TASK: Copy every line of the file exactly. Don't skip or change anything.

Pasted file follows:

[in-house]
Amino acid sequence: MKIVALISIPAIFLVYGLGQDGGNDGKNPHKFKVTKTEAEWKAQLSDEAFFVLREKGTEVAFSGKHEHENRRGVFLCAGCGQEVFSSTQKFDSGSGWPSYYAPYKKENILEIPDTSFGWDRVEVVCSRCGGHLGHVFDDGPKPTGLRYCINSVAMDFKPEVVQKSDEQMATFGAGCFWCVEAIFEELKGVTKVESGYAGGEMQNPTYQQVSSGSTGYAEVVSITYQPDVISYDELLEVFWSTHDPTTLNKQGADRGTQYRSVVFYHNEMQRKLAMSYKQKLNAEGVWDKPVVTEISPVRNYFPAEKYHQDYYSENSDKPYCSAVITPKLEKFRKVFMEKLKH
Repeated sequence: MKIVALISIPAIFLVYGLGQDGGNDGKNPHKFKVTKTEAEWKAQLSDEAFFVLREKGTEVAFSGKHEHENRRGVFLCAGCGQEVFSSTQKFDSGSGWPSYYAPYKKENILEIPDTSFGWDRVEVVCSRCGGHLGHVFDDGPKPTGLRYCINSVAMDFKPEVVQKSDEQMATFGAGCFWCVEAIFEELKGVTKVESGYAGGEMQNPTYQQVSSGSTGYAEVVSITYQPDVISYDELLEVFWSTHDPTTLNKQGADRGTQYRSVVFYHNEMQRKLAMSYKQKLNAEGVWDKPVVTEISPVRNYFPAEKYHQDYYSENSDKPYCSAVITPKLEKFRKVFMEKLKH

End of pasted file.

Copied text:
[in-house]
Amino acid sequence: MKIVALISIPAIFLVYGLGQDGGNDGKNPHKFKVTKTEAEWKAQLSDEAFFVLREKGTEVAFSGKHEHENRRGVFLCAGCGQEVFSSTQKFDSGSGWPSYYAPYKKENILEIPDTSFGWDRVEVVCSRCGGHLGHVFDDGPKPTGLRYCINSVAMDFKPEVVQKSDEQMATFGAGCFWCVEAIFEELKGVTKVESGYAGGEMQNPTYQQVSSGSTGYAEVVSITYQPDVISYDELLEVFWSTHDPTTLNKQGADRGTQYRSVVFYHNEMQRKLAMSYKQKLNAEGVWDKPVVTEISPVRNYFPAEKYHQDYYSENSDKPYCSAVITPKLEKFRKVFMEKLKH
Repeated sequence: MKIVALISIPAIFLVYGLGQDGGNDGKNPHKFKVTKTEAEWKAQLSDEAFFVLREKGTEVAFSGKHEHENRRGVFLCAGCGQEVFSSTQKFDSGSGWPSYYAPYKKENILEIPDTSFGWDRVEVVCSRCGGHLGHVFDDGPKPTGLRYCINSVAMDFKPEVVQKSDEQMATFGAGCFWCVEAIFEELKGVTKVESGYAGGEMQNPTYQQVSSGSTGYAEVVSITYQPDVISYDELLEVFWSTHDPTTLNKQGADRGTQYRSVVFYHNEMQRKLAMSYKQKLNAEGVWDKPVVTEISPVRNYFPAEKYHQDYYSENSDKPYCSAVITPKLEKFRKVFMEKLKH